What you need to know if you have the flu 


 

While battling the flu, your body needs couch time to rest and recover. After a few days, maybe you are getting very bored with day time TV and eager to get back into your routine.

But colds and the flu are very contagious and it’s important not to rush going back to school and work.

This year is a particularly harsh flu season. 

Here’s what you need to know about the flu. 

What is the difference between a cold and the flu?

The flu and the common cold are both respiratory illnesses but they are caused by different viruses. Because these two types of illnesses have similar symptoms, it can be difficult to tell the difference between them based on symptoms alone, according to the Centers Disease Control and Prevention. Colds are usually milder than the flu.

What are the symptoms of the flu versus the symptoms of a cold?

The symptoms of flu can include fever or feeling feverish/chills, cough, sore throat, runny or stuffy nose, muscle or body aches, headaches and fatigue (tiredness). Cold symptoms are usually milder than the symptoms of flu. People with colds are more likely to have a runny or stuffy nose.

How long is a person with the flu contagious? 

In general, about a week. People with the flu may be able to infect others from 1 day before getting sick to 5 to 7 days after. However, children and people with weakened immune systems can infect others for longer periods of time, especially if they still have symptoms. 

If you have the flu, stay away from others as much as possible to keep from infecting them. If you must leave home, for example to get medical care, wear a face mask if you have one, or cover coughs and sneezes with a tissue. Wash your hands often to keep from spreading flu to others.

How long should you stay home with the flu?

The Centers for Disease Control and Prevention recommends that you stay home for at least 24 hours after your fever is gone (except to get medical care or other necessities). Your fever should be gone for at least 24 hours without the use of a fever-reducing medicine, such as Tylenol. You should stay home from work, school, travel, shopping, social events, and public gatherings.

Check with your child's daycare or school before sending your child back. Many have rules and it’s generally at least a full day after they don't have any fever without medication.

MORE: Is it too late to get a flu shot? 

MORE: Have the flu? Atlanta archbishop advises ill Catholics to skip Mass

MORE: 8 things you need to know about this year’s really bad flu season    

What are some home remedies to help you get over the flu?

Drink plenty of fluids. The flu can leave you dehydrated, especially if have been vomiting or have diarrhea. Water is fine, but so are herbal teas, and electrolyte beverages. Try to stay away from caffeinated beverages because caffeine is a diuretic. Chicken soup is good for soothing both cold and flu symptoms. The hot soup can helps break up the congestion associated with both colds and the flu. Be a couch potato. Watch movies, rest.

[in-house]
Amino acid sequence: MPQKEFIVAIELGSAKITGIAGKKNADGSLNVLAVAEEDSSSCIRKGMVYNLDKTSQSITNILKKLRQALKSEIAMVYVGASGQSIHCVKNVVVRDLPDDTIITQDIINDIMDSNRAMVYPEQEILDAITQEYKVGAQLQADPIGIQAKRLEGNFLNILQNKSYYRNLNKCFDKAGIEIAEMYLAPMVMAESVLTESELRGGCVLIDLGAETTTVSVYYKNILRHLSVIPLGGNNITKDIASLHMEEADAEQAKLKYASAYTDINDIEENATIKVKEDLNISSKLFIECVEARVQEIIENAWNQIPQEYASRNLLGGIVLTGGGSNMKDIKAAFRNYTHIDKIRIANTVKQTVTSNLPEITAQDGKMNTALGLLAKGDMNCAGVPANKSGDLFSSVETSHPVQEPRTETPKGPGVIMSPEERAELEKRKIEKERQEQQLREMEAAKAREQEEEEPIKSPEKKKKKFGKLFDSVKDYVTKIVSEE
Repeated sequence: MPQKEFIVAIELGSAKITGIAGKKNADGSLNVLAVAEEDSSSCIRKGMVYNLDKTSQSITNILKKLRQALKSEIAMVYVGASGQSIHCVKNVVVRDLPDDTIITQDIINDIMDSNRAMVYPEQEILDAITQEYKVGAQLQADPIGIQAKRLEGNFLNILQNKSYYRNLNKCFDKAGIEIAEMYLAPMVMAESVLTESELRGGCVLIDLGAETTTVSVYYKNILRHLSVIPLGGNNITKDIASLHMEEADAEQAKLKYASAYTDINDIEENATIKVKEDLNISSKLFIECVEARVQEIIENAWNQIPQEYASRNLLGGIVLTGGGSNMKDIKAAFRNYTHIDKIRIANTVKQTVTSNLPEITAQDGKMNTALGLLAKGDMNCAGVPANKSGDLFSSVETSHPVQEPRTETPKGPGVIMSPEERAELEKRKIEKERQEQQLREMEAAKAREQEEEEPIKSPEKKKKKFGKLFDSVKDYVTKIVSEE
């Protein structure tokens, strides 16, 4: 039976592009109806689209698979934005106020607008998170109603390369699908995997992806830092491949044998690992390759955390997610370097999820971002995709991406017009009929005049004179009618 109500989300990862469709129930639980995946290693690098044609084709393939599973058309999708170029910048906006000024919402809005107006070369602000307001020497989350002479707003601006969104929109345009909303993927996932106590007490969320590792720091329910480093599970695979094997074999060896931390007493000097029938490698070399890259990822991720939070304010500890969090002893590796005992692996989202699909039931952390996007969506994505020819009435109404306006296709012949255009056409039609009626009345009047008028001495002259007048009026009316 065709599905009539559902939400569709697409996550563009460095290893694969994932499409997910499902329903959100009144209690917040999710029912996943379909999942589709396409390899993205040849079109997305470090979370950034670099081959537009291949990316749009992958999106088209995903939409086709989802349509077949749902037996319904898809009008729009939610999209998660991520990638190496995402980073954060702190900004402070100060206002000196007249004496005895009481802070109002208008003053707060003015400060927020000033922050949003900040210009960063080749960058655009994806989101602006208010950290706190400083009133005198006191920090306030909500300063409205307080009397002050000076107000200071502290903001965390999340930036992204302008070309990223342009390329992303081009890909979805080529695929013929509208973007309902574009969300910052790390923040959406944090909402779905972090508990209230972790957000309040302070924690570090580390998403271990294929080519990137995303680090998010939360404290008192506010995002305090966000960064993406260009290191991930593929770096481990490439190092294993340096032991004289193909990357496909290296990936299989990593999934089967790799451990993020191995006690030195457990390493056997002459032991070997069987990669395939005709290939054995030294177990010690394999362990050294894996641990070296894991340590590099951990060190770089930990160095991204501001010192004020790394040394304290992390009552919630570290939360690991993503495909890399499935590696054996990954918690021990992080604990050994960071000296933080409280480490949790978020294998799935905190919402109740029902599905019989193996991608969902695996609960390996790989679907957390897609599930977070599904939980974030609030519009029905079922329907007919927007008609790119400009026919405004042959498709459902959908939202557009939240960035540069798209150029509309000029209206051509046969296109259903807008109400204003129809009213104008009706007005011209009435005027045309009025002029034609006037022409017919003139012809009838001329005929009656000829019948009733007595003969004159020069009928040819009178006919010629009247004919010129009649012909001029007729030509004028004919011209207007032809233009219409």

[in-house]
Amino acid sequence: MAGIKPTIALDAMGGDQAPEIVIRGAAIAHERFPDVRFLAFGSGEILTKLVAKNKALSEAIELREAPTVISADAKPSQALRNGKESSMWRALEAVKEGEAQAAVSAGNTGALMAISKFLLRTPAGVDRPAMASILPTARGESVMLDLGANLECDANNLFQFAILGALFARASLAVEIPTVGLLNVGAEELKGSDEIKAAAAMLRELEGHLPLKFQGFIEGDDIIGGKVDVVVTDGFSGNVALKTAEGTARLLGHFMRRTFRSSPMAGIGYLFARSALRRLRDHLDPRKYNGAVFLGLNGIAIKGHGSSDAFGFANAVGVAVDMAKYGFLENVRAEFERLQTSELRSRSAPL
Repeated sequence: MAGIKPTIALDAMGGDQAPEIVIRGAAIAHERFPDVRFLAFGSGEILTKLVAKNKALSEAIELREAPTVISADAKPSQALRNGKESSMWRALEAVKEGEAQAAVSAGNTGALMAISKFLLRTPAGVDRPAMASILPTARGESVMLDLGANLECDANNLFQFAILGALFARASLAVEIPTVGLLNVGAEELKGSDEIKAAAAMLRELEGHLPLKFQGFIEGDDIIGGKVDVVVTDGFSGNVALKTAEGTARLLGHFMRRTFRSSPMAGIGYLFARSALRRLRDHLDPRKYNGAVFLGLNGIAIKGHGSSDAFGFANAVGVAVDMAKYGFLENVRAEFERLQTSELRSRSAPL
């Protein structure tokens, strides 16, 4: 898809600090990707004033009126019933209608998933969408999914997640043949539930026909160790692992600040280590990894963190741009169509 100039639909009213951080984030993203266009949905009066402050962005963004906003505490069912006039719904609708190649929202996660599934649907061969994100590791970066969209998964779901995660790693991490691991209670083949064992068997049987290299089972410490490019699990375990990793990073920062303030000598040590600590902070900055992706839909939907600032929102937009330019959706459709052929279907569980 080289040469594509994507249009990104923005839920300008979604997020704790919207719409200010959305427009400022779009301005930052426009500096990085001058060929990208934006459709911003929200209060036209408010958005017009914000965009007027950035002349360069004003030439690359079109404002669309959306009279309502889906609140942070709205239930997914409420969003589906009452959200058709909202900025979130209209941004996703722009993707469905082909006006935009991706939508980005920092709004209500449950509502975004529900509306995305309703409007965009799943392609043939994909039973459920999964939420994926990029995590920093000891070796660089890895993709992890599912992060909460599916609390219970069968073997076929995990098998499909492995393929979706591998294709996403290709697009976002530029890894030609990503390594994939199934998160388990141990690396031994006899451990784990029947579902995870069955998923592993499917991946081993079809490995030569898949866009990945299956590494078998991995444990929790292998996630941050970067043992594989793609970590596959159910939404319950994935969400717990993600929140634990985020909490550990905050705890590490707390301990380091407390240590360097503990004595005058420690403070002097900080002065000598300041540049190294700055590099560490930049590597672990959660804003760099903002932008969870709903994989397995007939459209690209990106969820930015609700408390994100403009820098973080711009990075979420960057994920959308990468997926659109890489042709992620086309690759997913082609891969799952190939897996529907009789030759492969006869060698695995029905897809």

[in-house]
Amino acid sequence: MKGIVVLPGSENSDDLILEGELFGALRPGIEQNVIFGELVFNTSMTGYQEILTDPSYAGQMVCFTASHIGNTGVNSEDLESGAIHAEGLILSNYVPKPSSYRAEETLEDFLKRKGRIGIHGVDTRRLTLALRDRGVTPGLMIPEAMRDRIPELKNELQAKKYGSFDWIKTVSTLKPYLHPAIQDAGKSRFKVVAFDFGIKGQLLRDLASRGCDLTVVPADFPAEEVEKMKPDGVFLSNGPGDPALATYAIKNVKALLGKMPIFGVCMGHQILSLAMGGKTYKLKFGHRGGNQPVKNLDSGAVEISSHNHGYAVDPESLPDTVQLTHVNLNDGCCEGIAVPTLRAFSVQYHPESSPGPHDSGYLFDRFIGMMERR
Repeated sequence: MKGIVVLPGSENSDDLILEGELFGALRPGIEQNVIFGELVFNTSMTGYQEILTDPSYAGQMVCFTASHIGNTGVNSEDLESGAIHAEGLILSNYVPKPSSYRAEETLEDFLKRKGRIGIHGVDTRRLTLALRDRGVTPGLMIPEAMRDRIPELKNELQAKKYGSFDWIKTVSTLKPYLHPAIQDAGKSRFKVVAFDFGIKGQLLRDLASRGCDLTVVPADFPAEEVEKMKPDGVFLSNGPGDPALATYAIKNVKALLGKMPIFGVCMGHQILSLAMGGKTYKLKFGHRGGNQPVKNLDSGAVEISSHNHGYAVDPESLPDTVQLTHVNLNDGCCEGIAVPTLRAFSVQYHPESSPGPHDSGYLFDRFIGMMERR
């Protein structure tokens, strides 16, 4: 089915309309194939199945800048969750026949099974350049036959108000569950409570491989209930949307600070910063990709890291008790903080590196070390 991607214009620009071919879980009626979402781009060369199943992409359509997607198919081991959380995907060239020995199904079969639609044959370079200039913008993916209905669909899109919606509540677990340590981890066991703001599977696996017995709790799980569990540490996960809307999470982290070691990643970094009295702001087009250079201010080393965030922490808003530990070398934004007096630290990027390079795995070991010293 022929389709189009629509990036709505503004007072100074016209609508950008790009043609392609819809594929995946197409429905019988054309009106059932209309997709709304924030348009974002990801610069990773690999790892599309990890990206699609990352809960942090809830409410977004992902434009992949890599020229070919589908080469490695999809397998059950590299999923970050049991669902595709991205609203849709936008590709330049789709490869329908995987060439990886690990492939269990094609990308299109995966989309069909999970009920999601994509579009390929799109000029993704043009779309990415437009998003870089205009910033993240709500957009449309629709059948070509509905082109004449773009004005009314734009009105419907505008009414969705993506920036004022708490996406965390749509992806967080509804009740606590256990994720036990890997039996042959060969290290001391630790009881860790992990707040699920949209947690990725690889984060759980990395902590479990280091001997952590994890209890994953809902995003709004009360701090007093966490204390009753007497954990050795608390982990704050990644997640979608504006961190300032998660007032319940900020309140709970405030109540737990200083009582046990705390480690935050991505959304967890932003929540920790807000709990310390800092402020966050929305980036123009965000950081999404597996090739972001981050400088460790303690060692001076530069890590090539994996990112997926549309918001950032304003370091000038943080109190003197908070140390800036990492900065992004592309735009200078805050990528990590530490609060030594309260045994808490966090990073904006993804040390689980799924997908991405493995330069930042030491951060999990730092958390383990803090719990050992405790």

Over the counter medications including acetaminophen (Tylenol) or ibuprofen (Advil) can help with fever and pain relief. Each medication has risks. Discuss with your doctor or pharmacist which medication is right for you. Children should avoid aspirin. 

Should I take an antiviral drug like Tamiflu?

When treatment is started within two days of becoming sick with flu symptoms, antiviral drugs can lessen symptoms and shorten the time you are sick by about one day, according to the CDC. They may also reduce the risk of complications such as ear infections in children, and pneumonia and hospitalizations in adults. For people at high risk of serious flu complications, early treatment with an antiviral drug can mean the difference between having milder illness instead of more severe illness that might require a hospital stay. This medication must be prescribed by a doctor. 

The most common reported side effects are naseau and vomiting.

The drug’s warning label also notes those taking Tamiflu may be at an increased risk of confusion or abnormal behavior. Have a discussion  with your doctor about whether it’s a good idea to take this medication. 

READ: DeKalb Schools student dies from flu virus

When is it time to call the doctor?

If you do get sick and think you may have the flu, contact your health care provider right away, particularly if you or family members are at high risk for serious flu complications — young children (under the age of 5), those over 65, pregnant women and those with chronic health conditions such as diabetes or asthma. 

Even young, healthy adults should call their doctor if symptoms don’t improve or get worse after three to four days of illness.

Antivirals such as Tamiflu or Relenza that can reduce the duration of flu symptoms but the medication needs to be started within 48 hours of the onset of symptoms to be most effective.

When should you seek immediate medical attention?  

There are times when the flu can lead to serious complications, and medical attention is needed. The following signs may indicate that your body may not be able to fight off the flu on its own:

Difficulty breathing

Chest or stomach pain

Dizziness or lightheadedness

Severe vomiting

These red flags are the same for adults and children. However, with sick kids, seek immediate medical treatment when the following takes place: 

Fatigue or irritability that does not respond to consoling

Confusion or headache that doesn’t go away

Neck stiffness 

Back pain or weak legs or feet. 

Severe muscle pain and/or red urine. 

READ: The agony of ER waits: Flu season is making them worse  

READ: Father of Coweta teen who died of flu asks, “Why?” 

Click this link to check out the wait times: https://hospitals.myajc.com/ 

 

 


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